The Stolen Generations
The Aboriginal people of Australian and the invading Europeans have a complex and troublesome past extending back to the European colonisation of Australia. Governmental policy in relation to the Aboriginal people has greatly changed over time. Unfortunately, until around the 1970s, the Aboriginals were regarded as inferior beings unworthy of basic human rights and, at times, life itself. One such time period was the Stolen Generations where tens of thousands of Aboriginal and part-Aboriginal children were taken from their families and forced into camps and apprenticeships to integrate them into white society. In 1937, the Native Welfare conference of the heads of Aboriginal administrations official changed Australian governmental policy to one of assimilation regarding the indigenous Aboriginal population (Broome, 2010, p.216). While this policy was progressive for the time, especially when compared to the previous strategy of extinction, the forceful assimilation of one culture into another is still a form of genocide.
When two diverse cultures come into contacts there can be many different results. Inevitably, one group will declare itself superior and the other group inferior. The inferior group(s) will be seen as a threat to the existing way of life of the superior group. Once dominant and subordinate groups have been established, several policies can be adopted to confront the differences. The most ideal and nonviolent strategy would be fusion, which is the combining of dominant and subordinate groups to form a new race/ethnicity. Unfortunately, cultural differences more commonly lead to conflict resulting in more oppressive procedures. Other policies such as segregation, expulsion, and secession are those that involve removing the subordinate groups from the dominant either through force or the inferior group’s willing participation. The two major strategies employed by the Australian government in relation to the Aboriginals were extinction and later assimilation. After early contact with the Aboriginal people by European settlers, it was determined they were a “doomed race” and were beyond the help of the whites; they were to be left to their own devices and naturally die out. If they became a burden on white society or expansion, then they were to be removed by any means necessary (Broome, 2010, p.106). While this policy may be considered atrocious by today’s standards, for the time period it was proven science. Darwin’s law of Social Darwinism declared inferior species will die out to make way for the progression of the superior species. Social Darwinism justified the mass genocide of the Aboriginal peoples by the white settlers (Broome, 2010, p.107). They were a weaker race and seen as vastly inferior to the believed superior European way of life, religion, technology, customs, and culture. This plan generally continued until 1937 when a new policy of assimilation was adopted.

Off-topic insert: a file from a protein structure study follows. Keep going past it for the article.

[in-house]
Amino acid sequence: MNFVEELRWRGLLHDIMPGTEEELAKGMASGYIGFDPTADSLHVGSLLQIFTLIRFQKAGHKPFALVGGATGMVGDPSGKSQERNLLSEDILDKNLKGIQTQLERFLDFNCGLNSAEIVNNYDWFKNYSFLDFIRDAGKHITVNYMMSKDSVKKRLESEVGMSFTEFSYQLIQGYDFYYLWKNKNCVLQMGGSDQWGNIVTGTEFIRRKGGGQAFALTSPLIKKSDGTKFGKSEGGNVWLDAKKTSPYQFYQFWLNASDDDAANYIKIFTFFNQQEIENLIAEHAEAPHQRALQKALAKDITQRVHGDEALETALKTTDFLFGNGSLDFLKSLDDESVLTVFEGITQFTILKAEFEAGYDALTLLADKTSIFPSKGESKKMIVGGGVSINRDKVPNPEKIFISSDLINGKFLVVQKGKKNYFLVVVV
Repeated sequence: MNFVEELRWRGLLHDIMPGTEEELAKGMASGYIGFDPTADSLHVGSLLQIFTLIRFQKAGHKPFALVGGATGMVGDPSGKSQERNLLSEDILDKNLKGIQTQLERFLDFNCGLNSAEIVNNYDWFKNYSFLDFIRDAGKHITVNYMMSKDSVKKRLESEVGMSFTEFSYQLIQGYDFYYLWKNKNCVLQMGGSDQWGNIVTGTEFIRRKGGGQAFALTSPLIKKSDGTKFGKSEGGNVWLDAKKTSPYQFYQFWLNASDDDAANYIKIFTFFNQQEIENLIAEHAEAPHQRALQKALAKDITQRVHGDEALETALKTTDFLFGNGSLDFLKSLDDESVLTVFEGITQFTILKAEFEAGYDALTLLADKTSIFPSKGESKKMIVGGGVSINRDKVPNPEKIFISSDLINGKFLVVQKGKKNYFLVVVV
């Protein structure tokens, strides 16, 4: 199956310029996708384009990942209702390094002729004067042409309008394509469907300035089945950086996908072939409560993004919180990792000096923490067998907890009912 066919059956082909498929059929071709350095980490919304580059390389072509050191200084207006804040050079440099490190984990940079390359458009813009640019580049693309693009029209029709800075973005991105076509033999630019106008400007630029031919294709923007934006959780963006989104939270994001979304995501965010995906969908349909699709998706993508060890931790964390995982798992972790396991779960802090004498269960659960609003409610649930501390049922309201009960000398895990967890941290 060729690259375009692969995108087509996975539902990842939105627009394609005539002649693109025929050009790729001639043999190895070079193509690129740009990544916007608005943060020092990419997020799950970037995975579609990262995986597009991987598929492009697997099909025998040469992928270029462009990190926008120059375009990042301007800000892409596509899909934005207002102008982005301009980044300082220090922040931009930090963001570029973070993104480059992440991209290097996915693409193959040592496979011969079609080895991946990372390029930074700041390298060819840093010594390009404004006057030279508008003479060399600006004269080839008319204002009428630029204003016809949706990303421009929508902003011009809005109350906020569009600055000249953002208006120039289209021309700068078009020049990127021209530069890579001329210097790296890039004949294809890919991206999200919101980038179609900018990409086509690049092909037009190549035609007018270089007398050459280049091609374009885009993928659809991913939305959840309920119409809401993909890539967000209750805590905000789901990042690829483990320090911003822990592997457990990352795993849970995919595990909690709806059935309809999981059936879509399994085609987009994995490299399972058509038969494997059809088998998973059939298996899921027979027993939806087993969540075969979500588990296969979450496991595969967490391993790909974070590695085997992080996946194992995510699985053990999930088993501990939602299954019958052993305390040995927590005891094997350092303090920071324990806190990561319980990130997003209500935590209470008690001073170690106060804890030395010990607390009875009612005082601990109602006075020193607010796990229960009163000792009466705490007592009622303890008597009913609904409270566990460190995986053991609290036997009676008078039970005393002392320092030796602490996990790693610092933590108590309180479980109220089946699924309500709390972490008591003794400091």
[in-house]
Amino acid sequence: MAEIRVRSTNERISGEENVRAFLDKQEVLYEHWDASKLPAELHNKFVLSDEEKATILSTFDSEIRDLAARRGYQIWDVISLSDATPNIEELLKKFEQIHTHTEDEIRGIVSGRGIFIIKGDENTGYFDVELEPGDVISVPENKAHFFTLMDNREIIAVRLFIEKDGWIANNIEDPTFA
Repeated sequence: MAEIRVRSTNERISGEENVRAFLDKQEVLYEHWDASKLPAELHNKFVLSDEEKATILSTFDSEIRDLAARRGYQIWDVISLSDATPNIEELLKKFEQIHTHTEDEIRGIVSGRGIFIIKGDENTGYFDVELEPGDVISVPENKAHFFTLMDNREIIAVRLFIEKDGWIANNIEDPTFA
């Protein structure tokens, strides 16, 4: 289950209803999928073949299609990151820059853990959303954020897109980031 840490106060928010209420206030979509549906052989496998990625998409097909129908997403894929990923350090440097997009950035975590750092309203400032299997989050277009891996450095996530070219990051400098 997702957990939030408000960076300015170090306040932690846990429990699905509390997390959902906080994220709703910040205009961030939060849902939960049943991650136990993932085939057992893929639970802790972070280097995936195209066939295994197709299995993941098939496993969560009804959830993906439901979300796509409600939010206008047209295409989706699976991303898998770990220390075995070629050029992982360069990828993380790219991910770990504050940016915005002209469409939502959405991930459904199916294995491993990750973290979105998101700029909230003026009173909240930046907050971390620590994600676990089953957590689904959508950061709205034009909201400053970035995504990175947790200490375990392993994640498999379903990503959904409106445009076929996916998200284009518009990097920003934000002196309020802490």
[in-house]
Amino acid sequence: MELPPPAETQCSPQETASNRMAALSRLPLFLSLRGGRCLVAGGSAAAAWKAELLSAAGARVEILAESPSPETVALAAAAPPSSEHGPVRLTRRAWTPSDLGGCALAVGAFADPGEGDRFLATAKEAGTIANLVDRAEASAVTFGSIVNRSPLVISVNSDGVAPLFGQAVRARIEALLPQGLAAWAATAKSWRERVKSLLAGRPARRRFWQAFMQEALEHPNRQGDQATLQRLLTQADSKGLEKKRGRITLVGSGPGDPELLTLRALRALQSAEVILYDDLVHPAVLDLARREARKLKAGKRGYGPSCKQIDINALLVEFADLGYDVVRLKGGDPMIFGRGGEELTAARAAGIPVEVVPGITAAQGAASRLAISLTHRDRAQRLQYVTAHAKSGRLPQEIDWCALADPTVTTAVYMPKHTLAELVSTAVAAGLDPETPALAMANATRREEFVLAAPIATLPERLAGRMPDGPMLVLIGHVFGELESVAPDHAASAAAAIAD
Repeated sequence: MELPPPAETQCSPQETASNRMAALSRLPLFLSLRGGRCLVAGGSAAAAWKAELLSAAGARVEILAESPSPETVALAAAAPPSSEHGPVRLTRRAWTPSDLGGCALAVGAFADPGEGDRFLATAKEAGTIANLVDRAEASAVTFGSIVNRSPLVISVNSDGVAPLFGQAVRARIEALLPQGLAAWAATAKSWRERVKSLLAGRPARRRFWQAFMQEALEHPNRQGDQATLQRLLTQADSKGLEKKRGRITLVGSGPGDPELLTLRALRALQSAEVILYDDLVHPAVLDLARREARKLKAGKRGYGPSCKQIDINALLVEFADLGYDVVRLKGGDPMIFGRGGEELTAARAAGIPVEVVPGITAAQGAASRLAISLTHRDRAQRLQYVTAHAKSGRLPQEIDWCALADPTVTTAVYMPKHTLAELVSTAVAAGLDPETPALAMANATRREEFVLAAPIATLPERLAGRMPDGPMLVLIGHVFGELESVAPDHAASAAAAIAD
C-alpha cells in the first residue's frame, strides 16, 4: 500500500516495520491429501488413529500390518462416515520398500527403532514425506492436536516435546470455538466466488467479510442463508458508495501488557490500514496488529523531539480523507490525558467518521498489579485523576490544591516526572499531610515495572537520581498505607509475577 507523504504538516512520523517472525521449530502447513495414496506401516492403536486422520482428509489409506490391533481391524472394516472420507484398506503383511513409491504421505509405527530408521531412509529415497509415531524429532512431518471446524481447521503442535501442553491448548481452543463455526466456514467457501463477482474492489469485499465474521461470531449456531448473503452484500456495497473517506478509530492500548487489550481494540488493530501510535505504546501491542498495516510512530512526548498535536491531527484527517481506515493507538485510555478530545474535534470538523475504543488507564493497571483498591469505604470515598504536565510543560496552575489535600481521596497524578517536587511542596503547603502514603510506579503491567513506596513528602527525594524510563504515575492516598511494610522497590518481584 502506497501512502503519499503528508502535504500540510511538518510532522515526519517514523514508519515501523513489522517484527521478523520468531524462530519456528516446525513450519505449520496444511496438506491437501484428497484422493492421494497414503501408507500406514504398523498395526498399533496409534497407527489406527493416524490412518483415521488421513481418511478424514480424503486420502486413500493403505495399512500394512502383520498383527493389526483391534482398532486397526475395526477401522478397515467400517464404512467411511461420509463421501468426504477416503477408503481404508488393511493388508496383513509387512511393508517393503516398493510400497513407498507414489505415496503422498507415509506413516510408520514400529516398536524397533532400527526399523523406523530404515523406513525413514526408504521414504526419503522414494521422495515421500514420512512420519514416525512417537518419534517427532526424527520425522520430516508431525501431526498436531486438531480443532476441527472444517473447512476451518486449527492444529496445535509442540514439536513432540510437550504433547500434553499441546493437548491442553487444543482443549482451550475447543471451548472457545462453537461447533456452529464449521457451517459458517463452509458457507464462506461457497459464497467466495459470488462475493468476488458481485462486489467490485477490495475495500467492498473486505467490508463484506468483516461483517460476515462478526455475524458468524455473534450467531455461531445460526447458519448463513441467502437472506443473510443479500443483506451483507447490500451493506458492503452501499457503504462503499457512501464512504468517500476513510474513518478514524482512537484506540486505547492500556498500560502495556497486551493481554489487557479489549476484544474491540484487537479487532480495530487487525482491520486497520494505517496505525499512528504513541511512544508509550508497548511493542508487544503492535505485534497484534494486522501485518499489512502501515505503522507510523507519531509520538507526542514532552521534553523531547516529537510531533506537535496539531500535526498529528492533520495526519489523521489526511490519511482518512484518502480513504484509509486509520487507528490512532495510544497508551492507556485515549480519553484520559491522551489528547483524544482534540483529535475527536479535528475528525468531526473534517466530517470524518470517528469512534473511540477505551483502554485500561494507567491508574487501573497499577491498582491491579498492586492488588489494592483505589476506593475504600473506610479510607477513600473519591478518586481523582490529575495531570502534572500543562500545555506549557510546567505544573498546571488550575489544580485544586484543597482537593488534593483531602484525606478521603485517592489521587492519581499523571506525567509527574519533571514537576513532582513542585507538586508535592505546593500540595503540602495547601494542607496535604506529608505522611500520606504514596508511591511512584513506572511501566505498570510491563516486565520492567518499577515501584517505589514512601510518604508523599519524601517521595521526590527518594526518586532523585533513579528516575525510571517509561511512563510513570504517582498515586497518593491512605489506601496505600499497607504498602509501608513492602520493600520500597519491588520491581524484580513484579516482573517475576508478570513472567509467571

Once a group has been determined as inferior, treating them as such is easily justified. Scientific facts of the time period such as phrenology and Social Darwinism proved that certain races and ethnicities such as the Aboriginals were inferior to the white Europeans. While we know this to be untrue today, we can easily see why the ways of the past were easily justified. Increasing laws were passed to control the Aboriginals including where they could live and who they could marry. Many invading European men came alone and claimed Aboriginal women as their own; this lead to the creation of mixed race children throughout Australia (Moses, 2004, p.91). These children were placed in a caste between both races: more evolved than aboriginals but not as evolved as whites. The growing number of half-caste children and changes in social norms lead to the abandonment of the “doomed race” theory. Instead, it was believed the Aboriginal population, most notably those of mixed descent, would be able to...
Cited: (2002). Been a lot of change but the feeling is still there. South Hedland: WANGKA MAYA Pilbara
Beresford, Q., Omaji, P. (1998). Our state of mind: racial planning and the stolen generations. Fremantle:
Fremantle Arts Centre Press
Bretherton, D., & Mellor, D. (2006). Reconciliation between Aboriginal and Other Australians: The
Broome, R. (2010). Aboriginal Australians: a history since 1788. Crows Nest: Allen & Unwin.
Haebich, A. (1992). For their own good: aborigines and government in the south west of western
Huttenbach, H. R. (2002). From the Editor: towards a conceptual definition of Genocide. Journal of
Genocide Research, 4(2), 167-175
Krieken, R. (1999). The barbarism of civilization: cultural genocide and the 'stolen generations '. British
Journal of Sociology, 50(2), 297-315
Mellor, D., Haebich, A. (2002). Many voices: reflections on experiences of indigenous child separation.
Rowse, T. (2005). Contesting assimilation. Perth: API Network.
Please join StudyMode to read the full document